Study debunks e-mail overload myth
Contrary to the perception that workers are flooded with e-mail, most workers are happy with their e-mail levels and believe that it helps them in their work.
A new US-based survey carried out by the Pew Internet & American Life Project found that e-mail is now used by more than 57 million workers, almost double the number that used it two years ago.
The survey found that the average American who uses e-mail at work spends about a half hour handling e-mail and that the majority of work e-mailers receive ten or fewer e-mails a day and send five or fewer.
"We began this survey expecting to find the beginning of a backlash against e-mail not just against spam, but also against the rising volume of all kinds of e-mail," said Deborah Fallows, a senior research fellow at the Pew Internet & American Life Project and author of a report on the survey. "Instead, we found that most American workers are pleased with the role e-mail plays in their job, and we found almost zero evidence of disillusionment with e-mail. "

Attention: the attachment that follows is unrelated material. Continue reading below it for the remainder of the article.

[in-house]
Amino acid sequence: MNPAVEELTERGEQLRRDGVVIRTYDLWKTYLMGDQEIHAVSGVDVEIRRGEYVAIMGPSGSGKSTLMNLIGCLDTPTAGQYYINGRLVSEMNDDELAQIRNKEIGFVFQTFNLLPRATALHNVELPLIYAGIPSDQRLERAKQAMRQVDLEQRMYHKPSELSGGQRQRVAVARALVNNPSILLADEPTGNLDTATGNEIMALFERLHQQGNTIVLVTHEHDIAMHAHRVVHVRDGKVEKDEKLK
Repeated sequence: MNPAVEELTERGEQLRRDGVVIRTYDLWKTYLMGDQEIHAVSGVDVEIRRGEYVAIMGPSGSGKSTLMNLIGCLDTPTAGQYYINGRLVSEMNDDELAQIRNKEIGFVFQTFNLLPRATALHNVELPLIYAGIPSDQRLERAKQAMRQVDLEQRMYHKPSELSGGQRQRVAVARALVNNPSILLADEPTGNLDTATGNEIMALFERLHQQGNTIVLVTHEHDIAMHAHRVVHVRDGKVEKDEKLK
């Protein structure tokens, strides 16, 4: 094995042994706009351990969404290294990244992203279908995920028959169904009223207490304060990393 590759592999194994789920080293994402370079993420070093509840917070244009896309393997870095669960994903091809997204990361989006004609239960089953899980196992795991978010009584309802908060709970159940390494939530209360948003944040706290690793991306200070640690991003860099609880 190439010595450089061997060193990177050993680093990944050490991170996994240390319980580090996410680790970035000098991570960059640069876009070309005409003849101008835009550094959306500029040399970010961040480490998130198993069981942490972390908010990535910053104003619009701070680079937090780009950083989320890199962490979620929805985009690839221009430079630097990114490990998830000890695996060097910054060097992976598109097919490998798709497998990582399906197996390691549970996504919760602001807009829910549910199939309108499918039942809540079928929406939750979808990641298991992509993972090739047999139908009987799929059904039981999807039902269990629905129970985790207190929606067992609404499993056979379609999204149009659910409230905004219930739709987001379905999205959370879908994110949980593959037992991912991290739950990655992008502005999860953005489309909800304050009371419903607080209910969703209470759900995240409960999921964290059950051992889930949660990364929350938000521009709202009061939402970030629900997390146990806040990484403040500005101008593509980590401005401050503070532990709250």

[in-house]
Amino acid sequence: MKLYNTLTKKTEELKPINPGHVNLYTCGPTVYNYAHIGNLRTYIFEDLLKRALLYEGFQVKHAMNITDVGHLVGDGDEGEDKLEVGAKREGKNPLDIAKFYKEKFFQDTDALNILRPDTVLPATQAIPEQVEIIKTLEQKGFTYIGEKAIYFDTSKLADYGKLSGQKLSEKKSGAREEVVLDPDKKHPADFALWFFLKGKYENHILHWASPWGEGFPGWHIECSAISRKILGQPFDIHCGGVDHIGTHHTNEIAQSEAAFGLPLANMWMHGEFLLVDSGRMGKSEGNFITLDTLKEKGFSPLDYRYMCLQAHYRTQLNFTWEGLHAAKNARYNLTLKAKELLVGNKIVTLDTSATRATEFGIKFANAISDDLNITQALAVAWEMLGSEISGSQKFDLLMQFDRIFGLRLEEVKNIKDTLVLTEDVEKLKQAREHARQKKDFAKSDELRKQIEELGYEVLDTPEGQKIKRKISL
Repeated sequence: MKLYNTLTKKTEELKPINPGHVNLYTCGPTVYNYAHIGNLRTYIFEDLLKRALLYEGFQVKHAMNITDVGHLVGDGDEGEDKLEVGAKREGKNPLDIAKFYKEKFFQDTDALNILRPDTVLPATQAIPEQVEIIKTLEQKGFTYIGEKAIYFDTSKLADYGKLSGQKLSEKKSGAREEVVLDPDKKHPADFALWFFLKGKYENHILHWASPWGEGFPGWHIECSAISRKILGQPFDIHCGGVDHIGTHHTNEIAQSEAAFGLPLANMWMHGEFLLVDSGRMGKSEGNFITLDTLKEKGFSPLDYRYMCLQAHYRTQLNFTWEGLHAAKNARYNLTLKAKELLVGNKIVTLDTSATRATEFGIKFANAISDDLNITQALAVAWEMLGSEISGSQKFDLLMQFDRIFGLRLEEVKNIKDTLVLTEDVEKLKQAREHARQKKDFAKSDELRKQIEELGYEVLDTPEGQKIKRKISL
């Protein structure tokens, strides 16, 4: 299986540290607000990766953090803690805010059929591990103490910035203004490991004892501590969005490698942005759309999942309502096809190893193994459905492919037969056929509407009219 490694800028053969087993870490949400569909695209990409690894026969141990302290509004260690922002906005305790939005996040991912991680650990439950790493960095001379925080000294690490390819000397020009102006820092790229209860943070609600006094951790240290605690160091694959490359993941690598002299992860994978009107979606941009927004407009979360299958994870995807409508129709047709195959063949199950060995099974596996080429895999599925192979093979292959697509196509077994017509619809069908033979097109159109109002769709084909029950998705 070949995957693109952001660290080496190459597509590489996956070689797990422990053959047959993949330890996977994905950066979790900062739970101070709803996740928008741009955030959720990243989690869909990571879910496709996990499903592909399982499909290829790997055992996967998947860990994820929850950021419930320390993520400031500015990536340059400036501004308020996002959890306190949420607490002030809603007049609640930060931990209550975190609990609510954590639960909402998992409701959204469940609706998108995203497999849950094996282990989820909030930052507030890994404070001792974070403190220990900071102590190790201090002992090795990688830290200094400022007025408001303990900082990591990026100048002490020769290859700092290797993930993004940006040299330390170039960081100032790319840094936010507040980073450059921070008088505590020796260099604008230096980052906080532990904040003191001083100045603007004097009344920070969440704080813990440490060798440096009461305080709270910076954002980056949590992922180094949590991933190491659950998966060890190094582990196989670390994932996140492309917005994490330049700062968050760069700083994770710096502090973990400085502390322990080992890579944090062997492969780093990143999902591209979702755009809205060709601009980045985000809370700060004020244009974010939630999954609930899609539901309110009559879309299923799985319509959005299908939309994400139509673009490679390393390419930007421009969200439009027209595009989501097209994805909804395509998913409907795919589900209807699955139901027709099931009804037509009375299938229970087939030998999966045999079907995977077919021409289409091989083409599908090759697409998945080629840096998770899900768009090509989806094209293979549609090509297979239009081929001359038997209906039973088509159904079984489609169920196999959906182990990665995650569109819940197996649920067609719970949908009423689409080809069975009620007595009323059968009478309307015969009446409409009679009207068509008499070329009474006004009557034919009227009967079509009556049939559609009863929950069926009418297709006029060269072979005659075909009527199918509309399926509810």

Asked to rate e-mail's place in their work on a scale of one to ten, 52 per cent ranked it as essential and another 34 per cent viewed it as valuable. Relatively few rated it a waste of time.
Seventy-two per cent of workers said that e-mail helps them to communicate with more people and 72 per cent of the respondents say that e-mail saves them time. Six of out ten workers say that e-mail improves workplace teamwork and 43 per cent say that e-mail has offered them some relief at times during their workdays.
The survey did find some negative aspects to workplace e-mail. About a quarter of e-mailers find e-mail distracting, 20 per cent say that e-mail has caused misunderstandings at work and a similar number say that e-mail has added a new source of stress at work.